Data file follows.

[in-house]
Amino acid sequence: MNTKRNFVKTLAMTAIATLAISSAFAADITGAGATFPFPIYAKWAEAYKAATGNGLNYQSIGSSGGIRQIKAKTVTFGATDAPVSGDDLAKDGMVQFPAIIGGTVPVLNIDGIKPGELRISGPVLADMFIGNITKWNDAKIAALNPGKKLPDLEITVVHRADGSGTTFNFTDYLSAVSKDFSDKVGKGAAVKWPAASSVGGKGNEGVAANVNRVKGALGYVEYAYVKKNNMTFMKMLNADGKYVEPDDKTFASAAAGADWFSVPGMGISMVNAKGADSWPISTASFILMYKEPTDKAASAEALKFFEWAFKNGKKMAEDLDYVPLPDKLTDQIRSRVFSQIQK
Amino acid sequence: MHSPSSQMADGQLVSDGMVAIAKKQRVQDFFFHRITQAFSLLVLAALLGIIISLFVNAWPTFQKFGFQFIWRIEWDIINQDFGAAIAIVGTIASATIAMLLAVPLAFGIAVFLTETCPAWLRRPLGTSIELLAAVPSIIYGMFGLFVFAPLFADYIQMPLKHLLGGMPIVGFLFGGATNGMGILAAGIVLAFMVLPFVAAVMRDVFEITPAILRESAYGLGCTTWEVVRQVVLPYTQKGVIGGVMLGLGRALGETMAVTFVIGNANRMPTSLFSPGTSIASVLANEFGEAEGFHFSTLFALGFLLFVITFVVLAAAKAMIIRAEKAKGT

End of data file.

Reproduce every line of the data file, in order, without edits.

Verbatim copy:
[in-house]
Amino acid sequence: MNTKRNFVKTLAMTAIATLAISSAFAADITGAGATFPFPIYAKWAEAYKAATGNGLNYQSIGSSGGIRQIKAKTVTFGATDAPVSGDDLAKDGMVQFPAIIGGTVPVLNIDGIKPGELRISGPVLADMFIGNITKWNDAKIAALNPGKKLPDLEITVVHRADGSGTTFNFTDYLSAVSKDFSDKVGKGAAVKWPAASSVGGKGNEGVAANVNRVKGALGYVEYAYVKKNNMTFMKMLNADGKYVEPDDKTFASAAAGADWFSVPGMGISMVNAKGADSWPISTASFILMYKEPTDKAASAEALKFFEWAFKNGKKMAEDLDYVPLPDKLTDQIRSRVFSQIQK
Amino acid sequence: MHSPSSQMADGQLVSDGMVAIAKKQRVQDFFFHRITQAFSLLVLAALLGIIISLFVNAWPTFQKFGFQFIWRIEWDIINQDFGAAIAIVGTIASATIAMLLAVPLAFGIAVFLTETCPAWLRRPLGTSIELLAAVPSIIYGMFGLFVFAPLFADYIQMPLKHLLGGMPIVGFLFGGATNGMGILAAGIVLAFMVLPFVAAVMRDVFEITPAILRESAYGLGCTTWEVVRQVVLPYTQKGVIGGVMLGLGRALGETMAVTFVIGNANRMPTSLFSPGTSIASVLANEFGEAEGFHFSTLFALGFLLFVITFVVLAAAKAMIIRAEKAKGT